If it had not been for an insistent girlfriend, Craig Donaldson’s music career may have never happened.
“I was going to Arvada West High School and was a three-sport letterman. Music came naturally to me, but I was a jock and kinda resisted the music path in school,” he said. “My girlfriend heard that CSU was in the school holding tryouts for music scholarships. As we were walking down the hall she literally pushed me down the stairs, where the auditions were being held, and told me to go audition.”
After performing in front of the panel, he left thinking that he’d rather pay for college via a sports scholarship. Then a few months later, he received the news – he was awarded a music scholarship at Colorado State University.
In 1969, fresh out of Arvada West High, Donaldson headed to Fort Collins, But after three years, he left collegiate life behind to take a chance on a full-time music career.
“I had started writing music in college, and ended up getting hired at the Black Knight In, in Fort Collins. In 1972, I left CSU.”
It was at the Black Knight, on South College Avenue, where he shared the stage on alternating nights with two other solo performers – Richard Curran and Tim Schumacher.
“Rich was also the bartender there, and he was a fairly seasoned performer. He had done USO tours with The Dean Davis Company [he appears on the 1970 group’s LP Stone County Road].
Soon, Craig and Rich started performing together as Rosewood. The two came up with the name based on the wood used on the backs of their Martin guitars.
Mesa College Criterion - November 30, 1973
“Rich was a natural promoter. We didn’t have a booking agent - it was all him. He’d make press kits and phone calls, and we started hitting the college and hotel circuit. Our first gig as Rosewood was at the student union at CSU. We got rave reviews. We were getting a lot of attention.”
Fort Collins Coloradoan - July 3. 1973
The band’s blend of mellow folk and soft rock appealed to the Colorado live music crowds of the 1970s, and the duo started getting noticed outside their home state.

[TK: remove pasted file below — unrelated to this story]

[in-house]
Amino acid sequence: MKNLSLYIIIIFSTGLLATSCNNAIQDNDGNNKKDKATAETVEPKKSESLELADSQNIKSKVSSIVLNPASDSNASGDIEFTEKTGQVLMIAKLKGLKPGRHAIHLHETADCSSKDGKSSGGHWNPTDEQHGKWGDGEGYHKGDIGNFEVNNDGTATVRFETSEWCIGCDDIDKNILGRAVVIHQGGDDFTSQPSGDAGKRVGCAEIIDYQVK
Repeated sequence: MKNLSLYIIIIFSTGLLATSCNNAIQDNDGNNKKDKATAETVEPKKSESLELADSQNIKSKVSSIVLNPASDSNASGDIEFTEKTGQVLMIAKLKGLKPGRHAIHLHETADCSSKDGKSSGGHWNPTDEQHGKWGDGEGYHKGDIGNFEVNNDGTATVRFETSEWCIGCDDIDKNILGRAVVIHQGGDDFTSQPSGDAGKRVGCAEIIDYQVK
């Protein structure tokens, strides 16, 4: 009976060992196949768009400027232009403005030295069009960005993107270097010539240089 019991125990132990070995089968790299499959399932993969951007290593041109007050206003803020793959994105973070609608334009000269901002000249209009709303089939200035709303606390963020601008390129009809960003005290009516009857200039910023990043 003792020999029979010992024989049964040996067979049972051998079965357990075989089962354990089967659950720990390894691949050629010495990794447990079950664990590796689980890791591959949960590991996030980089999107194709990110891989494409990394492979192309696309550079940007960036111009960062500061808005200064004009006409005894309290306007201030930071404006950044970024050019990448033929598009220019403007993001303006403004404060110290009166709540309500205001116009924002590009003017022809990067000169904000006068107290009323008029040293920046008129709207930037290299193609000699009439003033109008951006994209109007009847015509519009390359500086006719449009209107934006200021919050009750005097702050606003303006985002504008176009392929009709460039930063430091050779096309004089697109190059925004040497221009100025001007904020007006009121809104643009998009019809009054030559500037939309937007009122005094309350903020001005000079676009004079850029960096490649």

“We had a van and we headed out, playing a lot in the Midwest."
South Dakota State University 1973 yearbook
Before too long, audiences were asking if the duo had cut any records.
“Rich and I bought a four-track Teac tape deck and did our recording at a warehouse in Fort Collins. Com Pro Studios is what we called it. I think it was a fertilizer plant. The project was a total experiment. Not a moment of great pride, at least for me, but we had our record.”
The LP cover featured the name of the group on a hand drawn wood grain, created by Richard’s father-in-law. With the pressing of a few hundred LPs, Rosewood headed back on the road…with one other addition in their van.
"We would stock up on cases of Coors beer in Golden before we headed back out on the road, because you couldn’t get Coors east of the Mississippi, and it was wildly popular with college kids. We typically made enough money from the gig itself to cover our expenses, but by selling beer and records, we made a pretty good profit.”
Rosewood expanded its gig locations all the way to Nashville, where they met with record and publishing companies keen on signing the duo - with a catch.
“They wanted us to sign our copyrights away which isn’t an unusual request, but when you do that, you typically end up with nothing.”
While in Music City, Donaldson and Curran happened to catch a singer in a local bar.
“This singer was doing a cover of ‘Pretty Woman,’ and during his break, he sat down at our table.We told him we were enjoying his performance and what a great job he did on that song. The guy said ‘Well thanks, I wrote it.’ It was Bill Dees.”